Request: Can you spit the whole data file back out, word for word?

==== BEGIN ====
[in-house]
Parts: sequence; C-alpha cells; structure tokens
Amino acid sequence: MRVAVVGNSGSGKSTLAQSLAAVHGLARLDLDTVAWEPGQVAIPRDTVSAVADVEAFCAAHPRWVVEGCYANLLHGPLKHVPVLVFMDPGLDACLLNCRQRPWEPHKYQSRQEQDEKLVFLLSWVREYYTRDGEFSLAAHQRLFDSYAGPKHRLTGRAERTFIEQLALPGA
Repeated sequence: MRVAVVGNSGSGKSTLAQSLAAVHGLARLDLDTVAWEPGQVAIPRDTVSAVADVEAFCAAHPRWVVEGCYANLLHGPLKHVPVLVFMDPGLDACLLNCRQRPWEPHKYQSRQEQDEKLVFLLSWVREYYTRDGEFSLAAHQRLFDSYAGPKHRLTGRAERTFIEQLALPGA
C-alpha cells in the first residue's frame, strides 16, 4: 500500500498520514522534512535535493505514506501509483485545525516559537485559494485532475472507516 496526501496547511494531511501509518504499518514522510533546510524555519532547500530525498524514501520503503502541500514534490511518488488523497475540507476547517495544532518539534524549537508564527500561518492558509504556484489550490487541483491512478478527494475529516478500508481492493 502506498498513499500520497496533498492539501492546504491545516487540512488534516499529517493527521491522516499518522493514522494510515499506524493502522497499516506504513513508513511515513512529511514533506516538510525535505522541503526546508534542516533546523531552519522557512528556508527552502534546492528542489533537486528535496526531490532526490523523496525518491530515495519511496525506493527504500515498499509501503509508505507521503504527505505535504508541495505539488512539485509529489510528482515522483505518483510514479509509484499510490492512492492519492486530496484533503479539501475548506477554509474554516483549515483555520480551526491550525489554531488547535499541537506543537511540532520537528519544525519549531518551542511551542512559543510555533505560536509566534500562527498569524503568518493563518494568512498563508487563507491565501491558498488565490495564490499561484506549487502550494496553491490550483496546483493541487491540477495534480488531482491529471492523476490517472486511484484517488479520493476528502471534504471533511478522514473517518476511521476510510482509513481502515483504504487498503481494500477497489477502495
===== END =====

[in-house]
Parts: sequence; C-alpha cells; structure tokens
Amino acid sequence: MRVAVVGNSGSGKSTLAQSLAAVHGLARLDLDTVAWEPGQVAIPRDTVSAVADVEAFCAAHPRWVVEGCYANLLHGPLKHVPVLVFMDPGLDACLLNCRQRPWEPHKYQSRQEQDEKLVFLLSWVREYYTRDGEFSLAAHQRLFDSYAGPKHRLTGRAERTFIEQLALPGA
Repeated sequence: MRVAVVGNSGSGKSTLAQSLAAVHGLARLDLDTVAWEPGQVAIPRDTVSAVADVEAFCAAHPRWVVEGCYANLLHGPLKHVPVLVFMDPGLDACLLNCRQRPWEPHKYQSRQEQDEKLVFLLSWVREYYTRDGEFSLAAHQRLFDSYAGPKHRLTGRAERTFIEQLALPGA
C-alpha cells in the first residue's frame, strides 16, 4: 500500500498520514522534512535535493505514506501509483485545525516559537485559494485532475472507516 496526501496547511494531511501509518504499518514522510533546510524555519532547500530525498524514501520503503502541500514534490511518488488523497475540507476547517495544532518539534524549537508564527500561518492558509504556484489550490487541483491512478478527494475529516478500508481492493 502506498498513499500520497496533498492539501492546504491545516487540512488534516499529517493527521491522516499518522493514522494510515499506524493502522497499516506504513513508513511515513512529511514533506516538510525535505522541503526546508534542516533546523531552519522557512528556508527552502534546492528542489533537486528535496526531490532526490523523496525518491530515495519511496525506493527504500515498499509501503509508505507521503504527505505535504508541495505539488512539485509529489510528482515522483505518483510514479509509484499510490492512492492519492486530496484533503479539501475548506477554509474554516483549515483555520480551526491550525489554531488547535499541537506543537511540532520537528519544525519549531518551542511551542512559543510555533505560536509566534500562527498569524503568518493563518494568512498563508487563507491565501491558498488565490495564490499561484506549487502550494496553491490550483496546483493541487491540477495534480488531482491529471492523476490517472486511484484517488479520493476528502471534504471533511478522514473517518476511521476510510482509513481502515483504504487498503481494500477497489477502495